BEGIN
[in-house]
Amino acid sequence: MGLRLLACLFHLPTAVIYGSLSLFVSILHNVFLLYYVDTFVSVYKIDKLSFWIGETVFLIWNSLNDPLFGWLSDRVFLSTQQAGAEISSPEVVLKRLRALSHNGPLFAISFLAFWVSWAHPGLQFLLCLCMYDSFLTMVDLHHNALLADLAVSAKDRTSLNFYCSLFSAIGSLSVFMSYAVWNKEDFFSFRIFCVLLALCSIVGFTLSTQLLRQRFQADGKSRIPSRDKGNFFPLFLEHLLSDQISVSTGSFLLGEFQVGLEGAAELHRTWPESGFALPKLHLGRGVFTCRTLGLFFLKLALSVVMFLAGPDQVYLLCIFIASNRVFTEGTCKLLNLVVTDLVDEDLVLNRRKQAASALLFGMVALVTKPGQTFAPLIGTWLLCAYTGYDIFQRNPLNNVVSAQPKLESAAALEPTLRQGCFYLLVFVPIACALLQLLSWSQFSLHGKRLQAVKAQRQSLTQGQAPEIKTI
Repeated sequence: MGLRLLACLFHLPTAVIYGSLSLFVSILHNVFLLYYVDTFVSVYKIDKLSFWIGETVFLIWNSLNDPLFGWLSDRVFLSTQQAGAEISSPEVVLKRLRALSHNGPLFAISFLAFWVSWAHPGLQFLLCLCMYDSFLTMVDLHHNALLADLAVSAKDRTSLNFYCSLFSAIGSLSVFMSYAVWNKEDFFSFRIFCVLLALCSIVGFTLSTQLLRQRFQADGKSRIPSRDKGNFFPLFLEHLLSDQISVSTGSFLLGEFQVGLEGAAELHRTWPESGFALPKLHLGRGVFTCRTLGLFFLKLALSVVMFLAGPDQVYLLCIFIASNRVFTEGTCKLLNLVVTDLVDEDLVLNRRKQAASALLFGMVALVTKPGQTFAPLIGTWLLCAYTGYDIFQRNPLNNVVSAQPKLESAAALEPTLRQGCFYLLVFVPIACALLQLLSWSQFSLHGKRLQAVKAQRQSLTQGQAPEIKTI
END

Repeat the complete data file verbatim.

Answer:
[in-house]
Amino acid sequence: MGLRLLACLFHLPTAVIYGSLSLFVSILHNVFLLYYVDTFVSVYKIDKLSFWIGETVFLIWNSLNDPLFGWLSDRVFLSTQQAGAEISSPEVVLKRLRALSHNGPLFAISFLAFWVSWAHPGLQFLLCLCMYDSFLTMVDLHHNALLADLAVSAKDRTSLNFYCSLFSAIGSLSVFMSYAVWNKEDFFSFRIFCVLLALCSIVGFTLSTQLLRQRFQADGKSRIPSRDKGNFFPLFLEHLLSDQISVSTGSFLLGEFQVGLEGAAELHRTWPESGFALPKLHLGRGVFTCRTLGLFFLKLALSVVMFLAGPDQVYLLCIFIASNRVFTEGTCKLLNLVVTDLVDEDLVLNRRKQAASALLFGMVALVTKPGQTFAPLIGTWLLCAYTGYDIFQRNPLNNVVSAQPKLESAAALEPTLRQGCFYLLVFVPIACALLQLLSWSQFSLHGKRLQAVKAQRQSLTQGQAPEIKTI
Repeated sequence: MGLRLLACLFHLPTAVIYGSLSLFVSILHNVFLLYYVDTFVSVYKIDKLSFWIGETVFLIWNSLNDPLFGWLSDRVFLSTQQAGAEISSPEVVLKRLRALSHNGPLFAISFLAFWVSWAHPGLQFLLCLCMYDSFLTMVDLHHNALLADLAVSAKDRTSLNFYCSLFSAIGSLSVFMSYAVWNKEDFFSFRIFCVLLALCSIVGFTLSTQLLRQRFQADGKSRIPSRDKGNFFPLFLEHLLSDQISVSTGSFLLGEFQVGLEGAAELHRTWPESGFALPKLHLGRGVFTCRTLGLFFLKLALSVVMFLAGPDQVYLLCIFIASNRVFTEGTCKLLNLVVTDLVDEDLVLNRRKQAASALLFGMVALVTKPGQTFAPLIGTWLLCAYTGYDIFQRNPLNNVVSAQPKLESAAALEPTLRQGCFYLLVFVPIACALLQLLSWSQFSLHGKRLQAVKAQRQSLTQGQAPEIKTI